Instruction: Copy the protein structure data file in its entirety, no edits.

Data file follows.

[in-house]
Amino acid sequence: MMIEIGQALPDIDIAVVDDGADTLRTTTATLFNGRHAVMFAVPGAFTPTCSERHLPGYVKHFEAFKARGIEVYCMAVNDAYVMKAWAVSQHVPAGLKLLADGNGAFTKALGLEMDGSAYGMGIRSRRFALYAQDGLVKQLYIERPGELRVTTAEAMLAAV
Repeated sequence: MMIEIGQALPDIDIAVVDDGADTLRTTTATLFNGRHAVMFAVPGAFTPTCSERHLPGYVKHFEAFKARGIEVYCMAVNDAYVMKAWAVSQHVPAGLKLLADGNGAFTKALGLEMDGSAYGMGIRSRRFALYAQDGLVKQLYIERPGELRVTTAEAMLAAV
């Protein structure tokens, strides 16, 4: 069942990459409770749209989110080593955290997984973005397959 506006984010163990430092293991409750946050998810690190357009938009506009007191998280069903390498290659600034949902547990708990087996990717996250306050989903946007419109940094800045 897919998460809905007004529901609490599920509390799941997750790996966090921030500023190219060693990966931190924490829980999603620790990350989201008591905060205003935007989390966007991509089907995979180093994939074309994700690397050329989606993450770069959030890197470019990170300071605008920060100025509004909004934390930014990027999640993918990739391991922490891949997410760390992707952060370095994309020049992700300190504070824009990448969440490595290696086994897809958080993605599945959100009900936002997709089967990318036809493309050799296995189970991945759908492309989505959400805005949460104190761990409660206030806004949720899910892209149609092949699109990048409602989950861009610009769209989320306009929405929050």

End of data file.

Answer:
[in-house]
Amino acid sequence: MMIEIGQALPDIDIAVVDDGADTLRTTTATLFNGRHAVMFAVPGAFTPTCSERHLPGYVKHFEAFKARGIEVYCMAVNDAYVMKAWAVSQHVPAGLKLLADGNGAFTKALGLEMDGSAYGMGIRSRRFALYAQDGLVKQLYIERPGELRVTTAEAMLAAV
Repeated sequence: MMIEIGQALPDIDIAVVDDGADTLRTTTATLFNGRHAVMFAVPGAFTPTCSERHLPGYVKHFEAFKARGIEVYCMAVNDAYVMKAWAVSQHVPAGLKLLADGNGAFTKALGLEMDGSAYGMGIRSRRFALYAQDGLVKQLYIERPGELRVTTAEAMLAAV
């Protein structure tokens, strides 16, 4: 069942990459409770749209989110080593955290997984973005397959 506006984010163990430092293991409750946050998810690190357009938009506009007191998280069903390498290659600034949902547990708990087996990717996250306050989903946007419109940094800045 897919998460809905007004529901609490599920509390799941997750790996966090921030500023190219060693990966931190924490829980999603620790990350989201008591905060205003935007989390966007991509089907995979180093994939074309994700690397050329989606993450770069959030890197470019990170300071605008920060100025509004909004934390930014990027999640993918990739391991922490891949997410760390992707952060370095994309020049992700300190504070824009990448969440490595290696086994897809958080993605599945959100009900936002997709089967990318036809493309050799296995189970991945759908492309989505959400805005949460104190761990409660206030806004949720899910892209149609092949699109990048409602989950861009610009769209989320306009929405929050």